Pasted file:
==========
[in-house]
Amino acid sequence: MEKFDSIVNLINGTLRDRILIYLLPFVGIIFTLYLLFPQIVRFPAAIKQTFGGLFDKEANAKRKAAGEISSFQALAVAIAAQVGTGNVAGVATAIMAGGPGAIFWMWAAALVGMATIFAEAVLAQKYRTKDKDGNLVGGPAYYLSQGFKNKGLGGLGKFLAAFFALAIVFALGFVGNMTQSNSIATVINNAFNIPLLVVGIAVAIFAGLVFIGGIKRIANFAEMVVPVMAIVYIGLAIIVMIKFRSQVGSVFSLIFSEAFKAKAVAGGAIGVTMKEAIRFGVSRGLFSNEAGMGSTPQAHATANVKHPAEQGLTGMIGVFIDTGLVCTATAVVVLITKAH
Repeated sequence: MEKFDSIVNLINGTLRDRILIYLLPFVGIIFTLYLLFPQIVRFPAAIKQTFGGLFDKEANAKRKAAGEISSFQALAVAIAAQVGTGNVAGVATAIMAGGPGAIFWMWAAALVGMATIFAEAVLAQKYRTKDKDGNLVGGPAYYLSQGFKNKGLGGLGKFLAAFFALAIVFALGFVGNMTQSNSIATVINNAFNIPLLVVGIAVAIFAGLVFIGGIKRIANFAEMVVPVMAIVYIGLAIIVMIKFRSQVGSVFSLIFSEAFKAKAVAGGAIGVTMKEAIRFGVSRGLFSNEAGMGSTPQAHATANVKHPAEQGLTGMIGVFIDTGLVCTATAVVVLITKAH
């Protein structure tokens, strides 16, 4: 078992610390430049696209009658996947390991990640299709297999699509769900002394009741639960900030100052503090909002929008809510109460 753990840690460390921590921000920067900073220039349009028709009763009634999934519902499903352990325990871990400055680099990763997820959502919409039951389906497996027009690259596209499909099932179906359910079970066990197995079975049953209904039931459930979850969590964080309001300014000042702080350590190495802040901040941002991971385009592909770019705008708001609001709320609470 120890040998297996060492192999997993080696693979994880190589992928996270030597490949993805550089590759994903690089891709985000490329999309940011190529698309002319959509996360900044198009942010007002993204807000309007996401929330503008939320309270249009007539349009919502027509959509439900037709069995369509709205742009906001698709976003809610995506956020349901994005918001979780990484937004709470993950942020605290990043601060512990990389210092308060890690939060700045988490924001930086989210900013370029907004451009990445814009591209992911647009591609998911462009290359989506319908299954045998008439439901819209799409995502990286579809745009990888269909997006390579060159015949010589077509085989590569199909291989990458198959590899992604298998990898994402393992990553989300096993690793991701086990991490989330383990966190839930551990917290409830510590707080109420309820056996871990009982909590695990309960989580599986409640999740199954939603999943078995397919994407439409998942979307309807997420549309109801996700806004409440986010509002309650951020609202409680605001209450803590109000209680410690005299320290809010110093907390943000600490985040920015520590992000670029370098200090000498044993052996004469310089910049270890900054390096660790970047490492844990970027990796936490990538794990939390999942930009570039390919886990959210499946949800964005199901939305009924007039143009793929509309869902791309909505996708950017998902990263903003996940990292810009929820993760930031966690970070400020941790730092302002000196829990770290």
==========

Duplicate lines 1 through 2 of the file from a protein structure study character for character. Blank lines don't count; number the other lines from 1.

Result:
[in-house]
Amino acid sequence: MEKFDSIVNLINGTLRDRILIYLLPFVGIIFTLYLLFPQIVRFPAAIKQTFGGLFDKEANAKRKAAGEISSFQALAVAIAAQVGTGNVAGVATAIMAGGPGAIFWMWAAALVGMATIFAEAVLAQKYRTKDKDGNLVGGPAYYLSQGFKNKGLGGLGKFLAAFFALAIVFALGFVGNMTQSNSIATVINNAFNIPLLVVGIAVAIFAGLVFIGGIKRIANFAEMVVPVMAIVYIGLAIIVMIKFRSQVGSVFSLIFSEAFKAKAVAGGAIGVTMKEAIRFGVSRGLFSNEAGMGSTPQAHATANVKHPAEQGLTGMIGVFIDTGLVCTATAVVVLITKAH